The goal of most Americans is to retire comfortably, and on their own terms. Of course, getting to the point of actually putting their retirement plan into action is likely the most difficult part of retirement. Let's face it, Americans' will to save and actually exercise discipline when it comes to their finances isn't always top-notch.
However, what an investor does when they do have money saved up for retirement can be just as important as how they'll continue to save money. There are arguably dozens of different investment options available to the average American -- so how do you choose?
Though each scenario is different, all investment option choices come down to two factors: risk tolerance and time. If you're a young adult, you likely have the time for investments to mature and are probably willing to take on more risk. For pre-retirees, time isn't as much of an ally, and capital preservation becomes a bit more important. Regardless of which camp you fall into, there are always solid investment options available if you're willing to devote the time to becoming an "in the know" investor.
Today, we'll take a look at five great investment options you can consider with as little as $2,000 (although this figure is fluid depending upon your investment option or ability to save).
No. 1: Open a Roth IRA
Arguably, one of the greatest investment options open to Americans (as long as they meet certain income limits) is the Roth IRA.
Individual retirement accounts come in two primary forms: the Traditional IRA and the Roth IRA. Traditional IRAs will give you an upfront tax deduction on the amount you contribute ($5,500 max. contribution for those aged 49 an under in 2015, with a $1,000 catch-up bonus for those aged 50 and older), but you'll need to pay taxes on the money you've earned when you begin taking mandatory distributions by no later than age 70 1/2.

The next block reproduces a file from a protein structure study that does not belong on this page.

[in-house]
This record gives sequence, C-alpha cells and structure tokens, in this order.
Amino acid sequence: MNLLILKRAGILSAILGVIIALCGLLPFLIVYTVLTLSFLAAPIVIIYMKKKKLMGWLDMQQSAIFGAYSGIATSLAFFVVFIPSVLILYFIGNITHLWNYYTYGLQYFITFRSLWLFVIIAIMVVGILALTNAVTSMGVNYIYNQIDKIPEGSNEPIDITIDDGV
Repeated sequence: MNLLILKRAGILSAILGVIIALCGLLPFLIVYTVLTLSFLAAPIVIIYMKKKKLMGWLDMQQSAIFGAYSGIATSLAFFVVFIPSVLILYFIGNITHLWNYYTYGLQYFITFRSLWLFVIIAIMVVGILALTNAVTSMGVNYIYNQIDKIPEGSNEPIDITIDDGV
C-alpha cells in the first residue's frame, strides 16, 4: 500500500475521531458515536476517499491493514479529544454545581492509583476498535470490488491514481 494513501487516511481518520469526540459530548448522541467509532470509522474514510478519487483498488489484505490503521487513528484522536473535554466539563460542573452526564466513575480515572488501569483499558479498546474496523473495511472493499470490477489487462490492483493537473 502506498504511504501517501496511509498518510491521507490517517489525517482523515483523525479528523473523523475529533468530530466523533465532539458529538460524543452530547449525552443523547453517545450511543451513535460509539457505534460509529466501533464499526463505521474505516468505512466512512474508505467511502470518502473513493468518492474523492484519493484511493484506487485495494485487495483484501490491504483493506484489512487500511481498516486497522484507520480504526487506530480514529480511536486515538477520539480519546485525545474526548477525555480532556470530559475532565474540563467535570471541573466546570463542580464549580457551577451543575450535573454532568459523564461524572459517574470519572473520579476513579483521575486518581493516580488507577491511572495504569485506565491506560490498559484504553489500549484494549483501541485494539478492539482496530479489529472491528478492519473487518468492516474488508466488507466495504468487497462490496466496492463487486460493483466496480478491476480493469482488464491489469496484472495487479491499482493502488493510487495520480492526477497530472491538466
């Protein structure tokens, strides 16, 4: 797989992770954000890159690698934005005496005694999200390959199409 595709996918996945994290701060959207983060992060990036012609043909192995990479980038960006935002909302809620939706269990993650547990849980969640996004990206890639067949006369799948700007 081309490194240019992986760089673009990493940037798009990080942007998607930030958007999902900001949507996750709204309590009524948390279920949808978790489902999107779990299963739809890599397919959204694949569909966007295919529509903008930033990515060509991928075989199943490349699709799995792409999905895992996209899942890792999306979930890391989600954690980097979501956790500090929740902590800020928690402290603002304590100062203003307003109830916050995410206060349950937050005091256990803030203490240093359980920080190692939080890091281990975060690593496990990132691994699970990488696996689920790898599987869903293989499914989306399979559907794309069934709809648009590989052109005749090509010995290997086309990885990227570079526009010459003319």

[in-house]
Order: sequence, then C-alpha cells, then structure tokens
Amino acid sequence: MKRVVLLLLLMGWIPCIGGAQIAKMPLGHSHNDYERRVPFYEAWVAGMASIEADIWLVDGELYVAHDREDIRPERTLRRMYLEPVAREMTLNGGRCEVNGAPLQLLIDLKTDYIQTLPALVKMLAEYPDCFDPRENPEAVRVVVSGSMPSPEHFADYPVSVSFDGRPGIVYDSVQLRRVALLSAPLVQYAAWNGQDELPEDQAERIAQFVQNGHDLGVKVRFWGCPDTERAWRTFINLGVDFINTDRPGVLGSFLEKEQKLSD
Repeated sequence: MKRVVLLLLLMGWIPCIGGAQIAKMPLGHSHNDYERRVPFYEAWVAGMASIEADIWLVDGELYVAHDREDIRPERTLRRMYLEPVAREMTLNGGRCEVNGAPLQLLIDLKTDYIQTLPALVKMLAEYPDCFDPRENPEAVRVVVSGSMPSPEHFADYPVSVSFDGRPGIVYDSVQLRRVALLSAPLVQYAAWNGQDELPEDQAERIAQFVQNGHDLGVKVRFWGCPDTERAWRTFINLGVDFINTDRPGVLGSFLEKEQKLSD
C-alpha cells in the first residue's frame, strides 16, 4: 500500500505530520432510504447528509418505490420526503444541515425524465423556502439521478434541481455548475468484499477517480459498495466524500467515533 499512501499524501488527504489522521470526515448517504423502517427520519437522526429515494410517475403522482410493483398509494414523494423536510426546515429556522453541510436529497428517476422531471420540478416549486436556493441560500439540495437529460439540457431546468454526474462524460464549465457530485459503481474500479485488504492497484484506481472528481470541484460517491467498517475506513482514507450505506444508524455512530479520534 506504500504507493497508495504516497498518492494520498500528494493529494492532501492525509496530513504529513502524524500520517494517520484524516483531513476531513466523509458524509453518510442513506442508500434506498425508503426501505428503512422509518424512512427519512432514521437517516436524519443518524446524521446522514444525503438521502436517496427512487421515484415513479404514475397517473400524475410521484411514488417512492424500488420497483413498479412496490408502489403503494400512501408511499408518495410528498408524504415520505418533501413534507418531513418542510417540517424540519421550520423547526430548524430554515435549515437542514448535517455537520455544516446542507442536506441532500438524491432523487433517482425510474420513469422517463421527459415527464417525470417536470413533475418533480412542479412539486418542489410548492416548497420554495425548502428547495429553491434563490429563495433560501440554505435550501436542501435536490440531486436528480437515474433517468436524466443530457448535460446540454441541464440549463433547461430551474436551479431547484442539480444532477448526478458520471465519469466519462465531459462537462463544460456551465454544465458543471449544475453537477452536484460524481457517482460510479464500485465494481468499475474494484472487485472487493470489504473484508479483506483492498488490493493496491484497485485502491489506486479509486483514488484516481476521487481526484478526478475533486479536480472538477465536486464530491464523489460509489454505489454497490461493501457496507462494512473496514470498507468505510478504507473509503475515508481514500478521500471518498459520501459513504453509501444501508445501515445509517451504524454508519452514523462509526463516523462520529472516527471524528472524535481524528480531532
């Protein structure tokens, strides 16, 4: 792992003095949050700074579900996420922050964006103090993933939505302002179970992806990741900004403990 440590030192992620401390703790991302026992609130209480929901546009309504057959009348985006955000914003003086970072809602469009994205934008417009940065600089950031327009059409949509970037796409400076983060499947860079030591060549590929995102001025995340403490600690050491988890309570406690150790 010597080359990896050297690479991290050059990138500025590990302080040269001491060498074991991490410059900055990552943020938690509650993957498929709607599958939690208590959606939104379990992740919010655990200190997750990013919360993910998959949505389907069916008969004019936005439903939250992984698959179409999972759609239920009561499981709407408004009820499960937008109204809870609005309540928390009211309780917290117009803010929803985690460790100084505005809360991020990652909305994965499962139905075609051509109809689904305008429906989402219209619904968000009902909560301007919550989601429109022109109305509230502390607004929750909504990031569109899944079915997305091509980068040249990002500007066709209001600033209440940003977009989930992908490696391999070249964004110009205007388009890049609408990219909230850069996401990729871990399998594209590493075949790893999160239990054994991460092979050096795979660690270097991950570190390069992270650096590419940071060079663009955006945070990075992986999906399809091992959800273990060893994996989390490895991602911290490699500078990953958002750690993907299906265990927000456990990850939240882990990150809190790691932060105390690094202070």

A Roth IRA has no upfront tax benefit, but the back-end benefit is incredible. With a Roth IRA the account owner will owe nothing in capital gains taxes as long as he or she doesn't make any unqualified withdrawals. Furthermore, there is no regulation requiring a distribution by age 70 1/2, meaning an account holder can choose to continue letting time and the principle of compounding work their magic.
I'd encourage anyone with extra savings lying around to consider maximizing their Roth IRA contribution annually.
No. 2: Go back to school
How about investing in yourself? If you've got $2,000 lying around perhaps it's time you considered going back to school to learn a specialized skill or to improve your knowledge in a particular subject.
According to the Pew Research Center in Feb. 2014, a millennial aged 25 to 32 with a high school diploma that worked full-time earned a median of $28,000 annually. By comparison, this same age-range millennial with a bachelor's degree or more earned a median of $45,500 per year. Nominally that's a $700,000 difference over 40 years, but inclusive of investments we could be looking at a multi-million dollar gap in earnings all because one person had a college education and the other didn't.
Do yourself a favor and invest in what is your most lucrative asset: you!
No. 3: Start a 529 plan for your children